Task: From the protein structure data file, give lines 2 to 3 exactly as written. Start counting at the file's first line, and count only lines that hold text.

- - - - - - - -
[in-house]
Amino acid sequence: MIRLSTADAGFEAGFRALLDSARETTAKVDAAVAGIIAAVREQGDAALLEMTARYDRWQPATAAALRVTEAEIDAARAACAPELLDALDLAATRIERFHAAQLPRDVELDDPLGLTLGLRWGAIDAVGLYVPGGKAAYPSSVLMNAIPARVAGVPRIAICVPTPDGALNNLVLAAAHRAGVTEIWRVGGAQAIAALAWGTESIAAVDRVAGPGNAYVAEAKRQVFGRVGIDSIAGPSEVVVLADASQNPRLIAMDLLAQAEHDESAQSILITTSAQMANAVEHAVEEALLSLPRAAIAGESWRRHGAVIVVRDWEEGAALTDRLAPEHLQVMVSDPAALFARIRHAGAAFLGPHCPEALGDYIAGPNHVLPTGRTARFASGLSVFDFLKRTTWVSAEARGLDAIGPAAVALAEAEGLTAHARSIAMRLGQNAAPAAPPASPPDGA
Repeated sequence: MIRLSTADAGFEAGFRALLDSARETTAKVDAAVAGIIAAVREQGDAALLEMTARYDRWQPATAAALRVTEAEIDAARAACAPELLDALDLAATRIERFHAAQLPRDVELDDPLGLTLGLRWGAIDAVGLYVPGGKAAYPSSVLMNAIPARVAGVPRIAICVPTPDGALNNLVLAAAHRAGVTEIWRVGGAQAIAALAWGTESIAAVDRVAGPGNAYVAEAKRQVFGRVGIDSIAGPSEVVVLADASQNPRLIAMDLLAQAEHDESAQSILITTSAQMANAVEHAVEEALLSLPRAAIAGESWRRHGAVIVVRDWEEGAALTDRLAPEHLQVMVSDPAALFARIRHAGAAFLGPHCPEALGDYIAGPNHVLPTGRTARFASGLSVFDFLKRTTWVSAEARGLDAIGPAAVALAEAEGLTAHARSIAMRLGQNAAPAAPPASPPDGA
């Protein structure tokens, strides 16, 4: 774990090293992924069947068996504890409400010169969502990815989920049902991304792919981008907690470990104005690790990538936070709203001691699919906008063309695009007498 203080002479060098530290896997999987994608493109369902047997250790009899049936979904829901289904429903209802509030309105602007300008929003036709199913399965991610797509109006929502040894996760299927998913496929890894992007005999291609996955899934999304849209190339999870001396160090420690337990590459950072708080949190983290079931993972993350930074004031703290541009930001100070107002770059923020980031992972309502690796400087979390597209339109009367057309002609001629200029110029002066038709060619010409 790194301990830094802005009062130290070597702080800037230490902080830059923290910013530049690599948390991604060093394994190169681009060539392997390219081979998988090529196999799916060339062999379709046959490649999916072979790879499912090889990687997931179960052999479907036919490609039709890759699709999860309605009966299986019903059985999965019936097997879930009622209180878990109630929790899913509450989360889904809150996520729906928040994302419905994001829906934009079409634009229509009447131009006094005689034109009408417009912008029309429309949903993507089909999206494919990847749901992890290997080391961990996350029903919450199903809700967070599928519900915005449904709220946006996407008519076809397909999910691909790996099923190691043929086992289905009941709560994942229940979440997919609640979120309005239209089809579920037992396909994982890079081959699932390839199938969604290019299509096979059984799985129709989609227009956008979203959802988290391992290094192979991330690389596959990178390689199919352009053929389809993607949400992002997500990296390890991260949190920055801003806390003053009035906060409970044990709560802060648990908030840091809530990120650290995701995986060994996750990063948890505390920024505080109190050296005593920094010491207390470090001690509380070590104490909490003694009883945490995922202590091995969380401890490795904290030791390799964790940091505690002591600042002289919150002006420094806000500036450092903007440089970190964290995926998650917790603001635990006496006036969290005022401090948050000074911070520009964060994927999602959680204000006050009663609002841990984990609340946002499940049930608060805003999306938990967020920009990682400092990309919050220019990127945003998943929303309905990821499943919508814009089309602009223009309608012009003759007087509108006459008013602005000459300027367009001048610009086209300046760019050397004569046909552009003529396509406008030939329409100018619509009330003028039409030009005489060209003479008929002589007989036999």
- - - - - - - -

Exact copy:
Amino acid sequence: MIRLSTADAGFEAGFRALLDSARETTAKVDAAVAGIIAAVREQGDAALLEMTARYDRWQPATAAALRVTEAEIDAARAACAPELLDALDLAATRIERFHAAQLPRDVELDDPLGLTLGLRWGAIDAVGLYVPGGKAAYPSSVLMNAIPARVAGVPRIAICVPTPDGALNNLVLAAAHRAGVTEIWRVGGAQAIAALAWGTESIAAVDRVAGPGNAYVAEAKRQVFGRVGIDSIAGPSEVVVLADASQNPRLIAMDLLAQAEHDESAQSILITTSAQMANAVEHAVEEALLSLPRAAIAGESWRRHGAVIVVRDWEEGAALTDRLAPEHLQVMVSDPAALFARIRHAGAAFLGPHCPEALGDYIAGPNHVLPTGRTARFASGLSVFDFLKRTTWVSAEARGLDAIGPAAVALAEAEGLTAHARSIAMRLGQNAAPAAPPASPPDGA
Repeated sequence: MIRLSTADAGFEAGFRALLDSARETTAKVDAAVAGIIAAVREQGDAALLEMTARYDRWQPATAAALRVTEAEIDAARAACAPELLDALDLAATRIERFHAAQLPRDVELDDPLGLTLGLRWGAIDAVGLYVPGGKAAYPSSVLMNAIPARVAGVPRIAICVPTPDGALNNLVLAAAHRAGVTEIWRVGGAQAIAALAWGTESIAAVDRVAGPGNAYVAEAKRQVFGRVGIDSIAGPSEVVVLADASQNPRLIAMDLLAQAEHDESAQSILITTSAQMANAVEHAVEEALLSLPRAAIAGESWRRHGAVIVVRDWEEGAALTDRLAPEHLQVMVSDPAALFARIRHAGAAFLGPHCPEALGDYIAGPNHVLPTGRTARFASGLSVFDFLKRTTWVSAEARGLDAIGPAAVALAEAEGLTAHARSIAMRLGQNAAPAAPPASPPDGA